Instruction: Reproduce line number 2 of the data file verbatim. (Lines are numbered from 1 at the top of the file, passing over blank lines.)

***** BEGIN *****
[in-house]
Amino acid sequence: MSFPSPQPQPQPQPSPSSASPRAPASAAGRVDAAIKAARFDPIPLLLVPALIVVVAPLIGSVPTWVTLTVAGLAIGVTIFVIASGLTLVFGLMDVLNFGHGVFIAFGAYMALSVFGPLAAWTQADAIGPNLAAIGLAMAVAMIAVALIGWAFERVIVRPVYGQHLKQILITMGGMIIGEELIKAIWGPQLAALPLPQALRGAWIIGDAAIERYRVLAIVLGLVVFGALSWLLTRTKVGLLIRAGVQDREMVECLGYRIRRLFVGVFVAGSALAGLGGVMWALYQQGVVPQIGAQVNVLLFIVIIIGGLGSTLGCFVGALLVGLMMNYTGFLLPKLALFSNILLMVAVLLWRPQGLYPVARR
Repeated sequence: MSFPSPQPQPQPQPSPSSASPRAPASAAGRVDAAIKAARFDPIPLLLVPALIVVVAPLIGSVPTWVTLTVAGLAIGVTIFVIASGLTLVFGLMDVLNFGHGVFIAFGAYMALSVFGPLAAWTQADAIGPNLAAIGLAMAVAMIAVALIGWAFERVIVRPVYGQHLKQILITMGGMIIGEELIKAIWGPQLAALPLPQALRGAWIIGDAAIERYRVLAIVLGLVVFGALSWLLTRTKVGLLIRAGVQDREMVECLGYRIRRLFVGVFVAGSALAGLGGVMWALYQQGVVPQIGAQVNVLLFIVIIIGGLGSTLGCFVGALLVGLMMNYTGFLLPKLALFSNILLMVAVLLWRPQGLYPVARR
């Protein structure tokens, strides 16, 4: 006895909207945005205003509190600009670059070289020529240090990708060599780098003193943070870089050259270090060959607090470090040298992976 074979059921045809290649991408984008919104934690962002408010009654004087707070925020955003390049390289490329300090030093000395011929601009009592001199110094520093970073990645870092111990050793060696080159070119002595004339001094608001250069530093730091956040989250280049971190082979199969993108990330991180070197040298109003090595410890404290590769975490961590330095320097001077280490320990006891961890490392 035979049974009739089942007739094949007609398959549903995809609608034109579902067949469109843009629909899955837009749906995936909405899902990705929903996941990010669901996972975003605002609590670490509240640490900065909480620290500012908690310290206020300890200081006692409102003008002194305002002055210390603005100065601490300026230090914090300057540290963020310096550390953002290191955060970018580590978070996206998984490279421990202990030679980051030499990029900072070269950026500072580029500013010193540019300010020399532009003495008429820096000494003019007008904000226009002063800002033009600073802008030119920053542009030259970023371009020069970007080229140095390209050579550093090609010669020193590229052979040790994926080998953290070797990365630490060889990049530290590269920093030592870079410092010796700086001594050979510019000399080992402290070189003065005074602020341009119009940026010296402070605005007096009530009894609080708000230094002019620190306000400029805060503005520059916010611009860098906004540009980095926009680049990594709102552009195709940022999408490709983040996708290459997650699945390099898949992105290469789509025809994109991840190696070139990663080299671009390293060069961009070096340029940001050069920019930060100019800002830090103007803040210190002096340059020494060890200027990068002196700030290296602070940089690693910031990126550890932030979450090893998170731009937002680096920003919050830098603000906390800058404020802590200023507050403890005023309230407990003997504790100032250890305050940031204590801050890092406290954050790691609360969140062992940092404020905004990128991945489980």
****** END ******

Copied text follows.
Amino acid sequence: MSFPSPQPQPQPQPSPSSASPRAPASAAGRVDAAIKAARFDPIPLLLVPALIVVVAPLIGSVPTWVTLTVAGLAIGVTIFVIASGLTLVFGLMDVLNFGHGVFIAFGAYMALSVFGPLAAWTQADAIGPNLAAIGLAMAVAMIAVALIGWAFERVIVRPVYGQHLKQILITMGGMIIGEELIKAIWGPQLAALPLPQALRGAWIIGDAAIERYRVLAIVLGLVVFGALSWLLTRTKVGLLIRAGVQDREMVECLGYRIRRLFVGVFVAGSALAGLGGVMWALYQQGVVPQIGAQVNVLLFIVIIIGGLGSTLGCFVGALLVGLMMNYTGFLLPKLALFSNILLMVAVLLWRPQGLYPVARR